Last night Julia had an upset stomach (or something) and cried, continuously, for more than half-an-hour. I spent the majority of this episode safely downstairs moving between the futon (watching a DVD) and my desk chair (messing with this Web site).
After Deb had finally put Julia to bed she came to visit me in the basement. She demonstrated, with her expression and posture, just how grueling the past 45 minutes had been.
I felt bad for Deb. But I've gone through my share of solo "gas bubble exorcisms" so it's not as if hiding in the basement was that big of a sin. Plus, Julia was downstairs with me when she started crying. I maintain that she would have stopped if I had just a few more minutes to let her find her happy place and quietly go to it on her own. But Debbie made the decision to take her upstairs. Admirable in a peculiar way; like when Buddhist monks set themselves on fire in protest.
Last night's events led me to think about the friends and family that have recently had cute and tiny, loud and stinky bundles or have them on the way. I've compiled a few tips that may be helpful to them now or in the near future:
1. If a tree falls in the forest and no one is around to hear it, does it make a noise? Substitute a baby for the tree and you're well on your way to a semi-valid rationalization for locking your infant in his/her nursery while you step out for a movie.
2. Babies are always wet and that makes them good conductors of electricity. Don't bother with cumbersome extension cords when there's only an additional foot, or so, between your outlet and the margarita blender. A baby fills the gap nicely. What's more, while you're using your appliance, the baby remains remarkably quiet.
3. Recalled or banned infant products are often a good litmus test for child development. Surviving the use of these products is often an indication of superior intellect and/or motor skills.
4. Diapers. The answer to this parental bane is simple: a more efficient diet. By feeding babies intense amounts of fiber and providing a minimal amount of fluids (required for survival), an infant's waste consists mainly of small, hard, odorless pellets. Not only do these pellets help avoid the need for a diaper, but they make a fine alternative fuel source for hibachis or small wood burning stoves.
5. Infant clothing is expensive. Carpet remnants are not.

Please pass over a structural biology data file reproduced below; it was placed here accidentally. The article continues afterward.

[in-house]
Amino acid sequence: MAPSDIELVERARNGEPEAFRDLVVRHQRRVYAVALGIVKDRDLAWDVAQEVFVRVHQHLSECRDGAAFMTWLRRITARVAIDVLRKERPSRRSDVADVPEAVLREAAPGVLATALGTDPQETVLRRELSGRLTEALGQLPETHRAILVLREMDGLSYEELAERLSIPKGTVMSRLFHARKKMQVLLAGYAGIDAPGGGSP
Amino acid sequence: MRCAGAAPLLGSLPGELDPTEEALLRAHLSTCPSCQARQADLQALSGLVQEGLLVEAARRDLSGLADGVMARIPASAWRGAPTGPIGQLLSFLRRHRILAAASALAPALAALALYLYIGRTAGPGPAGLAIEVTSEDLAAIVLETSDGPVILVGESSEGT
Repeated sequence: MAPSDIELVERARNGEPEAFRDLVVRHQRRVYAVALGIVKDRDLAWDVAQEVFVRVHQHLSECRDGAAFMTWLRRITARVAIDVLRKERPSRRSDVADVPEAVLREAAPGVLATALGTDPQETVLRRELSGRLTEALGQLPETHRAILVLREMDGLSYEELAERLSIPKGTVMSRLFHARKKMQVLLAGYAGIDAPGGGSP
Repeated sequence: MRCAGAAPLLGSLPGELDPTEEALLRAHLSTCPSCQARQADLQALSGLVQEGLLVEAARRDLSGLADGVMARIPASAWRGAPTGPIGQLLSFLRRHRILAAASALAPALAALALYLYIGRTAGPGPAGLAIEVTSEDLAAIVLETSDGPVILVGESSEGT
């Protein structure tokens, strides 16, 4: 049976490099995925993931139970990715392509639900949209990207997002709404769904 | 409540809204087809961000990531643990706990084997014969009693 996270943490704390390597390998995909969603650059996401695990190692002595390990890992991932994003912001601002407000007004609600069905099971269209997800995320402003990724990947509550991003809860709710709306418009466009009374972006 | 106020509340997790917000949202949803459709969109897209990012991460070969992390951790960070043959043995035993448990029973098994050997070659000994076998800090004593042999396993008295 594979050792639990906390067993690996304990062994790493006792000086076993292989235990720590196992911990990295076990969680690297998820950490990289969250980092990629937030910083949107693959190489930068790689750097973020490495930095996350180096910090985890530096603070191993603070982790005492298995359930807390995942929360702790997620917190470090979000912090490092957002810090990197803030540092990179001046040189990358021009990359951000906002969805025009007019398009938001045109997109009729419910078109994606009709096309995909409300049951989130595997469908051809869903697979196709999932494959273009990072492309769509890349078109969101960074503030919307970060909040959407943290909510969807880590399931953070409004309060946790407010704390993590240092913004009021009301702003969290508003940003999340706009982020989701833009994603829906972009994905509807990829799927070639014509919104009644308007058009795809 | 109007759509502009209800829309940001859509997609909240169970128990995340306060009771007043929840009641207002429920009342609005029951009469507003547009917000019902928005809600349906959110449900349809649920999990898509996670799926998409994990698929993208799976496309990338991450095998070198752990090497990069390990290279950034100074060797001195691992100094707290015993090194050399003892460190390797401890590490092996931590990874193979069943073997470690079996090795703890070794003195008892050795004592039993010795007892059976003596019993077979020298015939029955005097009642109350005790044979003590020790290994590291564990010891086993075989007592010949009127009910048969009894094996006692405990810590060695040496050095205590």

6. More nutrition advice: Back in the pre-Bronze era do you think they waited six months to start weaning their babies? Heck no! These early parents shoved whatever they were eating into the mouths of their offspring and so should you. Free yourself from the myth of nursing or bottle feeding. Allergies be damned! Ask yourself what you'd rather eat; Enfamil or a nice, pre-chewed rib eye? If you answered pre-chewed steak (and you probably did), then you're on your way to having a happier, quieter, baby.
7. Reading to babies is a waste of time. They don't know what you're talking about you have better things to do. Your babies should be watching television from the moment they exit the womb.
8. Maintaining a planner/plan-implementer dynamic (wherein the father is the planner and the mother is the plan-implementer) is vital. For example: A father will suggest that it's time for child to be fed because the child is crying. Acting upon the father's plan of action, a mother will implement the plan by washing a bottle, mixing formula, heating formula, feeding and burping the baby. A father's role is obviously the most significant. Therefore, in order to maintain the role as planner, fathers require special consideration when it comes to their every desire and indulgence.
9. While an infant's skeletal structure is almost entirely composed of cartilage, it is unwise to assume that babies bounce. They can, however, absorb tremendous amounts of impact energy. This fact can lead to big savings when car seat shopping.
10. With some minor modifications, infants are able to use the same workout equipment that adults use. Your infant would benefit from time spent with a BowFlex as much as you would, tubby.